power transformer as output transformer
i have a transformer that is 110 volts to 50 v ac of course and i would to try and use it as a output transformer on a compressor circuit. From what i have read materials and the way they are made and different winding ratios are what give output transformers there particular sound. What i would like to know is is it possible to use power transformers as this providing you work out the turns ratio and impedance and try and match it up. If anyone has done this or knows anything about it could you please let me know as obviously it could be a cheaper alternative. I have been trying to work out how to modify other transformers i have. I got to admit iam not overly keen on the whole wind yourself method. Of what i can see you need some sort of jig roller with a counter to hold the tention and count the turns to do a good job. but trying to work out best method. Anyone can go and buy the correct part and install. But having not huge funds to play with i try and find alternative methods to make things a bit cheaper. Who doesn't love a bargain. So sometimes its worth the effort. I think in output transformers this may be one possible one. I would love to hear from anyone who has done some output transformers with standard power transformers thanks
You'd have to derate the transformer and make sure there's no DC on it.
You might (for example) be able to use a 100VA mains transformer with split primaries, ie. 120 + 120V, as a pushpull output transformer at maybe 20 Watts, but for guitar use only, it'll be hopeless for HiFi. You could try a quad of EL86's with (really guessing here) a 150V supply?
I'll probably get shot down in flames for the heresy....
Yes, no DC as there will be no air gap. You might not have to derate, as higher frequencies will help. However, I assume we are talking about instruments rather than hi-fi. It was common in the past for radio amateurs to use power transformers as AM modulation transformers, although only a limited frequency range (up to about 3kHz) was needed.
High quality audio transformers use thinner laminations in the core. Thinner metal reduces eddy current losses in the iron at higher frequencies. Disadvantage is that it costs more and is somewhat more difficult to make when using thinner laminations (thinner means more of them, and assembly time is increased as a result). This will become evident as higher losses and a degrading linearity at higher frequencies.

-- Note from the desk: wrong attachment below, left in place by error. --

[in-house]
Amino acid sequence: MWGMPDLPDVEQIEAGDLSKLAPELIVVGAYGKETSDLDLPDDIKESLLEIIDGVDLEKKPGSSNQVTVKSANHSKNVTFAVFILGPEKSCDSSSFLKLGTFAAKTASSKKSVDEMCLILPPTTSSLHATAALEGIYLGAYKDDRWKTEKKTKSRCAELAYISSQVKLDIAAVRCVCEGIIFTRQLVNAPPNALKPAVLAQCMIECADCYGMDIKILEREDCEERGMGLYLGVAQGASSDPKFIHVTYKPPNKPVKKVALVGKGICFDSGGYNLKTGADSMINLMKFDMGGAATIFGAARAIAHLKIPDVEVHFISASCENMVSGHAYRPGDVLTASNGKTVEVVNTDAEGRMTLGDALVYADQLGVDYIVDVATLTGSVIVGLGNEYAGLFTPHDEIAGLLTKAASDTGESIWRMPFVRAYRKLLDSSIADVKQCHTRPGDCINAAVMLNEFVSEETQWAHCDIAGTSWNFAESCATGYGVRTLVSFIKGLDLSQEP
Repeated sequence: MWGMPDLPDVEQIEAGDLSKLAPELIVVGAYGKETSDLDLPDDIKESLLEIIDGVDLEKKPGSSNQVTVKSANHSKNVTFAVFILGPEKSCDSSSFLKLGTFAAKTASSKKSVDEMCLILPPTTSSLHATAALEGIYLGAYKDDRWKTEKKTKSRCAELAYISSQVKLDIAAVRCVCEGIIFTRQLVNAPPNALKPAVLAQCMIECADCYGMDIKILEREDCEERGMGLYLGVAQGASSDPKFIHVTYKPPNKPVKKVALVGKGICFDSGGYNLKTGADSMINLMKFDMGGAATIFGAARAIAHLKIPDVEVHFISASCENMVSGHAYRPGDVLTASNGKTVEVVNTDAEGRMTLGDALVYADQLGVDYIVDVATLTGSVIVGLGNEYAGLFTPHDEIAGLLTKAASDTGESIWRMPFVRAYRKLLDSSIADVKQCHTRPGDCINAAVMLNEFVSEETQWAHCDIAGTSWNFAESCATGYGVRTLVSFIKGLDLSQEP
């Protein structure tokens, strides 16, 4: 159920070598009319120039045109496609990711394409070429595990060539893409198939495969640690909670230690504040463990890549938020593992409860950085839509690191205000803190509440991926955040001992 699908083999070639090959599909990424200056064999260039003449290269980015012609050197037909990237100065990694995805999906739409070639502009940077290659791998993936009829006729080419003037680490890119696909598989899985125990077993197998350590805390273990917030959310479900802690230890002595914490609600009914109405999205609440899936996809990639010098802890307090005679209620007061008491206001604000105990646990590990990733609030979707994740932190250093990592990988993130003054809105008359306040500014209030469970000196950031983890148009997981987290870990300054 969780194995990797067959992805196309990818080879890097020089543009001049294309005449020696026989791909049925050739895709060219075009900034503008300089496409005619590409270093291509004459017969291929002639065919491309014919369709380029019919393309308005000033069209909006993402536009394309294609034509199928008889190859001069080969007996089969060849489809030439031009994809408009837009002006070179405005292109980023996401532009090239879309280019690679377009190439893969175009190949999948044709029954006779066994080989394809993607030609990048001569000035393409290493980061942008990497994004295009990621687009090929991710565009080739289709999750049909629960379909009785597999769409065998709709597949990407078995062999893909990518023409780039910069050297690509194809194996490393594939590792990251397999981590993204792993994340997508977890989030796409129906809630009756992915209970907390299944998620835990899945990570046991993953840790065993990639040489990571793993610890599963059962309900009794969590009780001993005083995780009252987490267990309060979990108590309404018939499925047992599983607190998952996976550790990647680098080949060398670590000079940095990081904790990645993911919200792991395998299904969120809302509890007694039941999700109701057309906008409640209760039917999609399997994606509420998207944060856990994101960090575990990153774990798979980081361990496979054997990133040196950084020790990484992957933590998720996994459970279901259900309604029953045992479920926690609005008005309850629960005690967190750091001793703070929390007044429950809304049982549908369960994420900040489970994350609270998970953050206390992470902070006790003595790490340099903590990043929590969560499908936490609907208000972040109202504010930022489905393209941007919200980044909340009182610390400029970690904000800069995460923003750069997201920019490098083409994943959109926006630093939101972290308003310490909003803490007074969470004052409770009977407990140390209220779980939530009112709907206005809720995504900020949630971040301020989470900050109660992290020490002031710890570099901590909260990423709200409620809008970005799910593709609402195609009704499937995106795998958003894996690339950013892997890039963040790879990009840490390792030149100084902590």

That's right , You would have to ensure there's no DC , and it would be good enough for guitar use , maybe a practice amp .
And you need to make sure there's 4ohms or 8 ohms or so if you desire coming out of the secondaries .
How much power do you need ?
Ok, so general consensus is it'll work, but probably not the spare transformer you already have as it probably has a single primary (implying single ended and therefore DC use) and the 50V secondary will be far too high impedance for speakers (you'll probably want something in the 6/9/12 Volt range).
I also tried it out some time ago with a 6080 driving a 120/120 primary toroid with low voltage secondary and it too wasn't too promising.
Anybody else fancy a go and reporting back?
Hi, If you want to diy output trans then I would suggest reading up
the theory and winding techniques.I have not tried it myself but after
reading all the theory it is a formidable task and you need the hardware as well.Of course you can sort of wing it.Like if you want to account for the
DC saturation then you would have to strip the transformer E and Is
and stack them separately and use a suitable isolator of a certain thickness